She was just a college kid padding a resume, but in his memory, she was much more. There was a mixtape tattoo on her right forearm because she lived and breathed music. She loved the ways a mixtape was like a time capsule, carrying the past into the future. It made her sad nobody seemed to make them much anymore.

He was a kid — a punk — or at least he wanted to be, so he wore black t-shirts and liked his music fast and loud and angry. He didn’t have any tattoos because he wanted to be an actor someday and actors couldn’t have tattoos unless they were Johnny Depp. He was not Johnny Depp.

He didn’t know her and she didn’t know him, but there they were, picking up food from the pizza parlor across town because the youth minister had given her a fifty-dollar bill and said — “take him with you.”

She strode across the parking lot, her keys jingling in the fading daylight. The sun was sinking down, so when they climbed in her Chevy Malibu, she turned on the headlights and rolled down the windows. The speakers ignited with some pop number as the engine roared to life, then the world morphed into some brand of slow motion, even though the car shot onto the street and the girl gunned it to fifteen over the speed limit. There was a bounce to the melody in the air, the piano rising and falling.

“you know this song?” she asked and he shook his head because he didn’t. He was a punk — at least, he wanted to be — so loud and fast and angry was the only way he did anything. There wasn’t time or space for this bubblegum romance bullshit.

“C’mon — sing with me…” she said.

“I don’t know the words.”

They sped forward, her Chuck Taylors on the gas pedal and her hands drumming on the steering wheel and she kept singing over and over and over — “have you ever been alone in a crowded room?”

He was only a kid — and he had. He was always alone, but somehow then and there it didn’t seem like it.

This wasn’t romance, he thought. He knew she wouldn’t save him. He’d learned already that no one could, but something in the way he saw the world shifted as her hair blew backwards and her lips synced to the words in the wind.

They reached the pizza parlor and she told him — “wait here — ” so he did, just sitting in the passenger seat and watching her through the front windows as she stood at the counter, the light blurring the lines of her body and her jean shorts stuck to her hips.

He felt himself melting, there in the passenger seat while she placed the stack of pizzas on his lap, lit the engine, and pulled out of the parking lot. The music roared to life again and all he could think was — it’s true what they say, about watching someone love something before you can love it yourself.

This was the moment he decided he loved pop music.

Somehow, watching this girl with her mixtape tattoo love this song, feeling her voice fill the air and seeing her eyes light up with the neon street signs painting the night made him feel complete inside. It didn’t matter that the lead singer wore argyle sweaters instead of black t-shirts or that the melody wasn’t loud or fast or angry or even that the chorus sounded the way strawberry bubblegum smelled.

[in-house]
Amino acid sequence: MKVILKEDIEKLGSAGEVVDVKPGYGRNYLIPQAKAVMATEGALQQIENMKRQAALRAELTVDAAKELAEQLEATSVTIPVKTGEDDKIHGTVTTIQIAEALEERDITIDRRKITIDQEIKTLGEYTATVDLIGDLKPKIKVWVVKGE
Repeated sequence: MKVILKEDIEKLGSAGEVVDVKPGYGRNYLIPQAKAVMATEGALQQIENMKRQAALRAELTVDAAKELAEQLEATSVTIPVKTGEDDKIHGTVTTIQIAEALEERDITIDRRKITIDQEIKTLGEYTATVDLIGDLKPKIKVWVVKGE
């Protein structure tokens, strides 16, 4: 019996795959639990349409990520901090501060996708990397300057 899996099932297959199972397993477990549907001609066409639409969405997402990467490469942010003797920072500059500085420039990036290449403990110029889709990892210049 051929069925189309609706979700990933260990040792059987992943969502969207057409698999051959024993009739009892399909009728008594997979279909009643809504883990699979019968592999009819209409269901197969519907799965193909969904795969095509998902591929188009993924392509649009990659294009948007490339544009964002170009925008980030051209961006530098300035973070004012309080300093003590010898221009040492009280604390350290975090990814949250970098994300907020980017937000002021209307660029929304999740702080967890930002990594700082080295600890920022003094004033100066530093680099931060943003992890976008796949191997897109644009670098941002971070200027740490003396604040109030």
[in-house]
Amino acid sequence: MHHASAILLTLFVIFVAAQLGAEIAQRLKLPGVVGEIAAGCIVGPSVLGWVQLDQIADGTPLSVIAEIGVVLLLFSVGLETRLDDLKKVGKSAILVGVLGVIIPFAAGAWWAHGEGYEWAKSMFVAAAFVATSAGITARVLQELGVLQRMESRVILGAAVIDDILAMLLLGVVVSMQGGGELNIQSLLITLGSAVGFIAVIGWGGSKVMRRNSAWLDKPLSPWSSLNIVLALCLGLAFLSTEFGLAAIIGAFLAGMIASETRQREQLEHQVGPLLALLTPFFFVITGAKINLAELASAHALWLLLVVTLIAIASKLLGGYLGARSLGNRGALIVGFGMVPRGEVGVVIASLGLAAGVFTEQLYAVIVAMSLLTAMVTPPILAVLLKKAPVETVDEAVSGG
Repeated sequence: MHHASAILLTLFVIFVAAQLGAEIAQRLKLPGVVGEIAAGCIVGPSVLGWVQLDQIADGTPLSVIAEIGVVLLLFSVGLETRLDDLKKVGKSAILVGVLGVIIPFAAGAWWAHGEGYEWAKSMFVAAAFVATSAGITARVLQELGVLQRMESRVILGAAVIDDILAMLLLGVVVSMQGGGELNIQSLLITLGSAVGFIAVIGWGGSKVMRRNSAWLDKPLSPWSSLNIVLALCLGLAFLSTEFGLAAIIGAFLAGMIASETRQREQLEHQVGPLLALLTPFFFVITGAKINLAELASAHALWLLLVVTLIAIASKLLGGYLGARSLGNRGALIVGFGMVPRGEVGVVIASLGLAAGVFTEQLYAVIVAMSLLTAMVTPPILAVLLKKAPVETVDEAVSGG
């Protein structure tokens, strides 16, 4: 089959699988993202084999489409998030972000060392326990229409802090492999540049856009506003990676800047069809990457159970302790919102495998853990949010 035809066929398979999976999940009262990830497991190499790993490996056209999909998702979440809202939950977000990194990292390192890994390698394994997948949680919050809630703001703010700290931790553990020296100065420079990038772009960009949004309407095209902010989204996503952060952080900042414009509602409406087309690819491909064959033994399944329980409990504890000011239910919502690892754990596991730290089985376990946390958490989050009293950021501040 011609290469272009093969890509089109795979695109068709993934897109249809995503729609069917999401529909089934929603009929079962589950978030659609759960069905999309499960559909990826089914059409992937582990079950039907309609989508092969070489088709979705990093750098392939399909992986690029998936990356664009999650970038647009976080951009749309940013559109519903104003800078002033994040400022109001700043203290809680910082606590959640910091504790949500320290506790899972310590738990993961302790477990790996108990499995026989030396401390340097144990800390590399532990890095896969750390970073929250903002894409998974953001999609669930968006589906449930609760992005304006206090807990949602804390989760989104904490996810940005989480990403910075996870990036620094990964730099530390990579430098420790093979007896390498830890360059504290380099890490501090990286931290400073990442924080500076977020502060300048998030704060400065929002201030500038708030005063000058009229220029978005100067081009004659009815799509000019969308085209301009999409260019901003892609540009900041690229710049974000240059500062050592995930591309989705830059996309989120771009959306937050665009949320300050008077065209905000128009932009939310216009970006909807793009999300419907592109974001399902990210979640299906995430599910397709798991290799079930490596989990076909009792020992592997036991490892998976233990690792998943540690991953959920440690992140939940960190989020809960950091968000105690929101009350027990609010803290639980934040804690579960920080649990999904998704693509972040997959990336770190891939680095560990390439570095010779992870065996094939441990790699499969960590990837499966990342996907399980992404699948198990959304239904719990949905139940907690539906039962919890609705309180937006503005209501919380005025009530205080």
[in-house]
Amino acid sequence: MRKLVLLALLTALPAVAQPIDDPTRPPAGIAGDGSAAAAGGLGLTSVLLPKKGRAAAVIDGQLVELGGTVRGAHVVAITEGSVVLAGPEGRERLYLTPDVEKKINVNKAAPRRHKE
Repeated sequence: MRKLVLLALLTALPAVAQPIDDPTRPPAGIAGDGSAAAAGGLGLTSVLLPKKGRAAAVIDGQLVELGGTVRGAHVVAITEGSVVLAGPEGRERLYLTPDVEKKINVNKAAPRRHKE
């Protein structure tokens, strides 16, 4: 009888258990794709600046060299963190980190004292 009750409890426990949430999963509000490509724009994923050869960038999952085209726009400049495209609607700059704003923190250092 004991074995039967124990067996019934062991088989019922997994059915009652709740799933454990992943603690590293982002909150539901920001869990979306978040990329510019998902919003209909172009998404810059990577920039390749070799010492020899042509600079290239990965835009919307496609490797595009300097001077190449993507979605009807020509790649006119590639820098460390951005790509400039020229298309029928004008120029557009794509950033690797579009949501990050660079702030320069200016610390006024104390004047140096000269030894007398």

All that mattered was there was this person sitting next to him and he wanted to sing with her — if only he knew the words.

“have you ever been alone in a crowded room? well, I’m here with you…”

And he was. He was there with her and she was there with him. The speakers were burning down and the sound through the windows drowned out the noise of living — the whole town underwater.

He wanted it to last forever.

It wouldn’t, just like every other moment. And there was nothing he could do — nothing anyone could do.

They pulled into the church parking lot and she killed the engine and he cradled the pizzas in his arms as the world bent back to full speed.

The girl and her mixtape tattoo vanished after that night. Back to college, back to crowds that swallow faces, back to the magnificent infinities that lay at her feet.

The boy he was became the man he is, no longer a punk and never an actor. There was anguish and heartbreak as his bones bent into place, but the songs were there to score the scene — those tiny grains of time and space where a boy became a man. It hurt — a lot, but no one ever told the boy this day-to-day agony was what they called growing up.

It doesn’t matter that he never saw the girl or her mixtape tattoo again. Most days, he can’t remember her name. But sometimes, the man he is now slumps into bed with the windows open, then turns out the lights so he can paint pictures of the past in the dark spots on his ceiling. Then his thumb finds the PLAY button on the Walkman that he paid a dollar-forty for at the thrift store, the kind that plays actual mixtapes. He presses play and the song comes on, the one about being alone in a crowded room.

Time folds in on itself as he presses rewind on a cassette until the tape stops with the “ka-chunk” noise and he’s back at the beginning. The man he is now becomes the boy he was then — just for a little while — and the girl with the mixtape tattoo emerges from the clouds in his memory. She’s half gone now, only an illustration of what he thinks he remembers, but none of that matters. He’s sitting there by her side, the headlights pointing forward and her hands drumming on the steering wheel as she sings. He can feel the air through the windows and this time — when the speakers are burning down and the whole town is underwater — this time, he knows the words.

joshua chamberlain is a writer and artist based in los angeles.